• Most meats, dairy, and some vegetables should not be re-frozen after thawing.
  • Cool down cooked foods before freezing.
  • Wrap foods properly to avoid freezer burn.
  • Freezing retards bacterial growth but it does not kill bacterial growth.

Are there other foods you would add to our list? What freezing tips would you have included? Share them in the section below:

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6 Ways to Store Food Long Term

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When preparing food for long-term storage, consider how much is required, how long it needs to last, its nutritional value, and the resources available for preparation. Depending on your goals, there is a long-term food storage method for you.

Freezing

  • Depending on the emergency, freezing may be an acceptable option. Storage times vary depending on the type of item and its packaging, but meats can last up to two years when frozen properly. Blanch fruits and vegetables to halt quality-compromising enzymatic processes before freezing them. Most of the nutritional content remains stable when frozen items are stored in air-tight packaging.

 

Dehydrating

  • Dehydrated items maintain much of their nutritional content. Herbs, which are both beneficial to health and flavorful, are good candidates for dehydration. Fruits and vegetables also store well when dried. Blanch vegetables and fruits first to extend their shelf life. You can use a dehydrator or your oven on low heat to dehydrate items.
  • The key with dehydration is to ensure that all of the moisture has been removed. Food fresh off the dehydrator may still feel soft or moist. Follow instructions for each food, and take a sample off the dehydrator to cool for a minute or two in order to test its dryness. Dehydrated items should be stored in cool, dry, dark places. Use glass jars and vacuum-sealed pouches to extend the life of dehydrated foods.

 

Curing

  • The curing process harnesses the power of salt to eliminate moisture and prevent the growth of bacteria. Curing can be time intensive at the outset, but it will enable you to preserve flavorful meat for extended periods of time.
    • Dry curing involves coating a cut of meat in salt and other herbs and letting it set for an extended period. Smoking is another method of curing which adds flavor to meats. Brining is a wet curing method in which meat is soaked in a salt-rich solution. Research instructions for dry curing, brining, and smoking before using any of these methods. If cured incorrectly, items can harbor botulism, which can lead to food-borne illness.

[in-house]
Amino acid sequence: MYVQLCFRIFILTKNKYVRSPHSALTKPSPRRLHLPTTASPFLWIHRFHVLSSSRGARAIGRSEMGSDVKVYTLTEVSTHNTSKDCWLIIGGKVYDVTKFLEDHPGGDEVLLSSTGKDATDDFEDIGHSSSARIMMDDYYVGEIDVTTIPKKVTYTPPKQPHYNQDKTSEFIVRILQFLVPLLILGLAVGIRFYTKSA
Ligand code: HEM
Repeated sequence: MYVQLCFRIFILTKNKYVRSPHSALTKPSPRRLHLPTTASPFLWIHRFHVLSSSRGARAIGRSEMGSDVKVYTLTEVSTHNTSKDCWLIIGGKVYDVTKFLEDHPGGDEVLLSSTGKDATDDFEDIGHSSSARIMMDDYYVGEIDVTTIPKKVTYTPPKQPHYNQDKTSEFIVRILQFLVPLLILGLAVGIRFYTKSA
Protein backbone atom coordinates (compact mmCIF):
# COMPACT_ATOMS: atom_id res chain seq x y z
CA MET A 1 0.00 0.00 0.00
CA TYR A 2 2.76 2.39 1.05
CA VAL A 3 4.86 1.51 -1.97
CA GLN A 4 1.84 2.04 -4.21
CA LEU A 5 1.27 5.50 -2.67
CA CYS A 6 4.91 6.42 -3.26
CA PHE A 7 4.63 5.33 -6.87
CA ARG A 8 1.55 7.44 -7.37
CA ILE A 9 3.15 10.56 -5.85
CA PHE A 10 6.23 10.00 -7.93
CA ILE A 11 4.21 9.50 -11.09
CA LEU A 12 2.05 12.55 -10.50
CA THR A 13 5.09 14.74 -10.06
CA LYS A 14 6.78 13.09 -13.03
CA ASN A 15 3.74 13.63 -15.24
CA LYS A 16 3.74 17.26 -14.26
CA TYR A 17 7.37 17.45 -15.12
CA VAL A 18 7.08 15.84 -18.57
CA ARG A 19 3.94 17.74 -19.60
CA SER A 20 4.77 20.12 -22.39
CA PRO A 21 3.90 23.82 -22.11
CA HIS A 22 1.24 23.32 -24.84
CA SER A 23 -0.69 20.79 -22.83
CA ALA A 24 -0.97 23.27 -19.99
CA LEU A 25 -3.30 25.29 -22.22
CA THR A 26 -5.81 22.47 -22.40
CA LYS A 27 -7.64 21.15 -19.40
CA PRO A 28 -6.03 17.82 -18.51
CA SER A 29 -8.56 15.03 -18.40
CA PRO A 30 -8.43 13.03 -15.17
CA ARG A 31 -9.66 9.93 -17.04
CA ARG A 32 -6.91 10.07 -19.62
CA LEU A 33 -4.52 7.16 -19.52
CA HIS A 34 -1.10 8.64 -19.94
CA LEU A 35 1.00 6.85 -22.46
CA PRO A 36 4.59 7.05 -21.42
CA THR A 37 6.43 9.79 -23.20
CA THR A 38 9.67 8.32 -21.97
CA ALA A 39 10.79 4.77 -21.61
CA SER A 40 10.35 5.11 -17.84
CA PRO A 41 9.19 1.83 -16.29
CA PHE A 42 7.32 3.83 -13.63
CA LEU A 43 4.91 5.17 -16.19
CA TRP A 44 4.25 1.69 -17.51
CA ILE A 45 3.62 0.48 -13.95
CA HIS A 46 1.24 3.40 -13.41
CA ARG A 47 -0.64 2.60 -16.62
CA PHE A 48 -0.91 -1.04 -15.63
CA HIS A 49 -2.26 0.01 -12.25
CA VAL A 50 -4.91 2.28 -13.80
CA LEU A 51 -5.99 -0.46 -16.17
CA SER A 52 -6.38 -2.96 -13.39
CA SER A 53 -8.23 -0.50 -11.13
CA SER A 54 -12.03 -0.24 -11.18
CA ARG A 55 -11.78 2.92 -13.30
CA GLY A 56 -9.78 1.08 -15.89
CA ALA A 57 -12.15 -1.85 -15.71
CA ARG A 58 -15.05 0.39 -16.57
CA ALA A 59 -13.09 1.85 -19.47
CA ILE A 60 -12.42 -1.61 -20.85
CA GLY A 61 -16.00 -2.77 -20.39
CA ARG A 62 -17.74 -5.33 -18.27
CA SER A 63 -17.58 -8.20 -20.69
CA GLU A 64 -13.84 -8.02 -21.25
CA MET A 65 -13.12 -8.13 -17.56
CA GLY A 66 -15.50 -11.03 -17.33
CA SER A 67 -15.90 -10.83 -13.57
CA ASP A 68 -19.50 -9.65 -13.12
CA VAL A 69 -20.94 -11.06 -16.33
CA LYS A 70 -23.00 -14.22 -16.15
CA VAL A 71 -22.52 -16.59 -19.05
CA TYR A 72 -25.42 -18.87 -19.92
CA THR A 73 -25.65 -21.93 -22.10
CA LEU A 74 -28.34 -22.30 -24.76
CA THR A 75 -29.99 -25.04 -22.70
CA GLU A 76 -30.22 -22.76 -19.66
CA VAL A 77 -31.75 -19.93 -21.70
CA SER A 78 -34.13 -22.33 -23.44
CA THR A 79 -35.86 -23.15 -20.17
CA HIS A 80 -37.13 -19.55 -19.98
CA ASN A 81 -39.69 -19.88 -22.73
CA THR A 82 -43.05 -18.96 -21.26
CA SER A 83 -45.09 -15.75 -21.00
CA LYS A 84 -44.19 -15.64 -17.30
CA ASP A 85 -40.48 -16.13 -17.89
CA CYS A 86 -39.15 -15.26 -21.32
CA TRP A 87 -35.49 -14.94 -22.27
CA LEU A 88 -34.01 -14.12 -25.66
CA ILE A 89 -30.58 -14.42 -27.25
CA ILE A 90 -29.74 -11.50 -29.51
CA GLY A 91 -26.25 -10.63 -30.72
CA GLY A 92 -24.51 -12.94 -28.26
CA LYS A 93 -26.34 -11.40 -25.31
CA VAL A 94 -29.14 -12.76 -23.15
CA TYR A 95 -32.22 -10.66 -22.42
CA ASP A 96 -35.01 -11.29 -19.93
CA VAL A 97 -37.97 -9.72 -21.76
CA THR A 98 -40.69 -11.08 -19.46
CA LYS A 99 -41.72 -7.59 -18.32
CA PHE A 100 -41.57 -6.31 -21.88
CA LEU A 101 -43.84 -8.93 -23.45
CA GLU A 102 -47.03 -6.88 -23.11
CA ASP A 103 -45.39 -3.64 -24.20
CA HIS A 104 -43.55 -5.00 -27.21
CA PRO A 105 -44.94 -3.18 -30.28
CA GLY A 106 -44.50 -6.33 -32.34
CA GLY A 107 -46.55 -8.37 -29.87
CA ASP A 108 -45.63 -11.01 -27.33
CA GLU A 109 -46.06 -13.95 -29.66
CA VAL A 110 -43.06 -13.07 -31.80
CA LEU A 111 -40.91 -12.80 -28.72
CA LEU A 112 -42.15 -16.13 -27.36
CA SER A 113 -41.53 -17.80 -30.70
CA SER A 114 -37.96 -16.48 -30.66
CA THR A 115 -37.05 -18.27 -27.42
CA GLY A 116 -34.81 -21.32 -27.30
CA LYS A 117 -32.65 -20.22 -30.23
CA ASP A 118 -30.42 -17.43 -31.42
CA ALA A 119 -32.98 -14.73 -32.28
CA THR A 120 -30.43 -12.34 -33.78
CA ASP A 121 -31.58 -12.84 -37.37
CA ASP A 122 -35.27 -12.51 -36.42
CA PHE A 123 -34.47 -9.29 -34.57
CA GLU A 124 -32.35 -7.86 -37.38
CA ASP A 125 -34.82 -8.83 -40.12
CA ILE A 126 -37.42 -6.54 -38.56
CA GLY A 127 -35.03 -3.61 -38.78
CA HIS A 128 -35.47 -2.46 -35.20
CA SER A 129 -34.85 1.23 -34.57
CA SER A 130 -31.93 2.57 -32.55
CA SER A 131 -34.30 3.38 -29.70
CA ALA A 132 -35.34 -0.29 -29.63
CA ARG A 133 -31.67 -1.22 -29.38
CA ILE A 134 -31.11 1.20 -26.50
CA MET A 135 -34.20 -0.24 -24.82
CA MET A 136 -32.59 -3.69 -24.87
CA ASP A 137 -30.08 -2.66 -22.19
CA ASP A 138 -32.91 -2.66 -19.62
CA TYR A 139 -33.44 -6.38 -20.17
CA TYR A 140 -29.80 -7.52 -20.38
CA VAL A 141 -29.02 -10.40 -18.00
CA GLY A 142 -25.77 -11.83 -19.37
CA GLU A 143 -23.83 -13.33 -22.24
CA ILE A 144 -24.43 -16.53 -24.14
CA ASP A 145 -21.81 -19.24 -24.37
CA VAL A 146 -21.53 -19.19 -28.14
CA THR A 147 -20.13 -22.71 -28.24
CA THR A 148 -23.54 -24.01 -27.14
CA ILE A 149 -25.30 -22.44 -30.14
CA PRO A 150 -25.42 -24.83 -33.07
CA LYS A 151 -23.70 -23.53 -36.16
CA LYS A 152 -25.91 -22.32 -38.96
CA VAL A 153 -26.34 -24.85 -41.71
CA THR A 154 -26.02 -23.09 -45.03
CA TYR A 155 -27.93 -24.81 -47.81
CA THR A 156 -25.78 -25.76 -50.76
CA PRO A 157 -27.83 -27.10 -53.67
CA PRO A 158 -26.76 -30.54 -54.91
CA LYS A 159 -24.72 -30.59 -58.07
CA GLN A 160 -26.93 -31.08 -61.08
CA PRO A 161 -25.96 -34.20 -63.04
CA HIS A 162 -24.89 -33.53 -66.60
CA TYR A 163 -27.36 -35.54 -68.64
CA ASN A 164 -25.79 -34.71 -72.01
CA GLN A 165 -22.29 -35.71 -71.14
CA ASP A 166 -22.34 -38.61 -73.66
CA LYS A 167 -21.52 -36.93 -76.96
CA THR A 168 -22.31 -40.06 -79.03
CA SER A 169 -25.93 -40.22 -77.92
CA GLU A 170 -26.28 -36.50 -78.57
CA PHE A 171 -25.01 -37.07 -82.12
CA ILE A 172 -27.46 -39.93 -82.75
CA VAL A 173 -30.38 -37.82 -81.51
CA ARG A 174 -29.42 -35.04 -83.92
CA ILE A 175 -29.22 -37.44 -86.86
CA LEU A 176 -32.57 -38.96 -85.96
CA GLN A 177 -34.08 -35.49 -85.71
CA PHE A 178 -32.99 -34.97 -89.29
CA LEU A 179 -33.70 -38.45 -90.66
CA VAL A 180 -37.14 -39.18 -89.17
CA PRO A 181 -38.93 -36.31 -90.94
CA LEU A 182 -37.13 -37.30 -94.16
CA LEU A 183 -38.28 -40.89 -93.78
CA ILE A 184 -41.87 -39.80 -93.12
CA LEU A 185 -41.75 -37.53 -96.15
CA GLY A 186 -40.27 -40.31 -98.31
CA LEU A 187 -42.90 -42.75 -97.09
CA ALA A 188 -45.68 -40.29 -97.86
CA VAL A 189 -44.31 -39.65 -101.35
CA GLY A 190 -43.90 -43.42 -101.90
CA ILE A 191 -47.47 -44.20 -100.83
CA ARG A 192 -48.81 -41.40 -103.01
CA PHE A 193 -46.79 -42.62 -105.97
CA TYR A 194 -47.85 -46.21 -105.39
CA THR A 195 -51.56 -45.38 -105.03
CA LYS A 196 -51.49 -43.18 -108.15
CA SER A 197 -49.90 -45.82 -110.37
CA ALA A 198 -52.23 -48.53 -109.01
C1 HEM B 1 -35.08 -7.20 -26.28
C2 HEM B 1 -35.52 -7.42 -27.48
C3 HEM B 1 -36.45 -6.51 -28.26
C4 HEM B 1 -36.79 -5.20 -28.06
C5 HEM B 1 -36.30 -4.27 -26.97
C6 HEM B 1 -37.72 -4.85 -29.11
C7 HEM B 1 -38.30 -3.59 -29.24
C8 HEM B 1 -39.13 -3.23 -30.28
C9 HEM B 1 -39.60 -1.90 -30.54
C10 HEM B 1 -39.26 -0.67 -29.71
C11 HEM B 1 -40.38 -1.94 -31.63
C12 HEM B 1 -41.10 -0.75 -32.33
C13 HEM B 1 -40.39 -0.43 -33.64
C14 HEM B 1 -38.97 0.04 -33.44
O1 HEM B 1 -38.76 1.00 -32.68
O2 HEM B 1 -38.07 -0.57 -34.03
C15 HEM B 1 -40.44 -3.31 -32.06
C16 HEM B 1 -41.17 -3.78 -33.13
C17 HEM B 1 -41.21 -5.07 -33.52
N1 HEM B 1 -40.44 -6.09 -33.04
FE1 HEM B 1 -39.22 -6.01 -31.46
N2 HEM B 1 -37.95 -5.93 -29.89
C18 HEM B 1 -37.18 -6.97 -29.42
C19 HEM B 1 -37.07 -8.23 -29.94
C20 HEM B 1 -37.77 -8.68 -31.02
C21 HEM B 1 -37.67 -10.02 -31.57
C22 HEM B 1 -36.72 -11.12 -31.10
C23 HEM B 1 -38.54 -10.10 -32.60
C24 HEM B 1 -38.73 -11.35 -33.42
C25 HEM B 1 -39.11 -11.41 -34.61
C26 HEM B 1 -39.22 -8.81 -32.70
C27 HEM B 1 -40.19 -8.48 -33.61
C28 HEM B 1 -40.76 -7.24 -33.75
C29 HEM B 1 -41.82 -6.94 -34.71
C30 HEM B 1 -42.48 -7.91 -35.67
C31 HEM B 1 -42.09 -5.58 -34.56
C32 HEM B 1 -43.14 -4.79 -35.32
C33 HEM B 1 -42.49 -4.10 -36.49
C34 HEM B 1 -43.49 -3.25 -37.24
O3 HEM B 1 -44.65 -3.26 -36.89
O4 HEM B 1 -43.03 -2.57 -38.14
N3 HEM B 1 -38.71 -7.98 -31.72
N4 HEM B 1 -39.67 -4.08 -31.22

Canning

      • Canning is a time-tested method for preserving fruits and vegetables. The acidity of the food will help you determine how to process it. Most jams and tomato-based products are safe to prepare through boiling. Low-acid vegetables and meats necessitate the use of a pressure canner. It is wise to look for updated canning recipes to ensure that new food safety measures are included in the instructions. Once food is canned, check to make sure that the jars are sealed. Store canned items in a dark, cool, and dry environment. With regard to shelf life, items with a high acidity can last one to one and a half years. Foods with a low acidity can last up to five years.

 

Fermenting

      • Fermented foods have been making a comeback in recent years. Their popularity is likely due to the health benefits associated with consuming them. Items like kimchi, sauerkraut, kefir, and pickles are rich in pro-biotics. During a disaster, the benefits that fermented items have on the immune system make them must-haves.
      • The fermentation process involves many considerations. Fermenting can extend the life of your foods for months or years. While the items may be safe to consume after extended periods, their health benefits may decrease as they age. Using a fermentation pot is the most common way to get results.

Vacuum Sealing

      • Vacuum sealing may be performed on nearly any food. It is important to remember that vacuum sealing is most often used as an adjunct to other preservation methods. For example, you may vacuum seal meat, but you will still have to keep it in the refrigerator or freezer in order for it to be safe. Jerkies and dried fruits and vegetables may also be vacuum sealed to increase their shelf lives.
      • Vacuum sealing can be accomplished with equipment such as the Food Saver, but Mylar bags may also be used without a special machine. If you are not using a machine to suck the air out of the packaging, oxygen absorbing pouches can be used to achieve the same effect. This method is great for processing bulk grains. Vacuum sealed bags can be placed in five-gallon plastic buckets to make them easy to store and protect them from pests.

 

There are so many options for long term food storage. A conscientious prepper will take advantage of multiple food preservation methods in order to reap the benefits of each type. With proper research about storage environments, recipes, and food safety guidelines, it is possible to maintain a safe, balanced, and flavorful food supply – even during a disaster.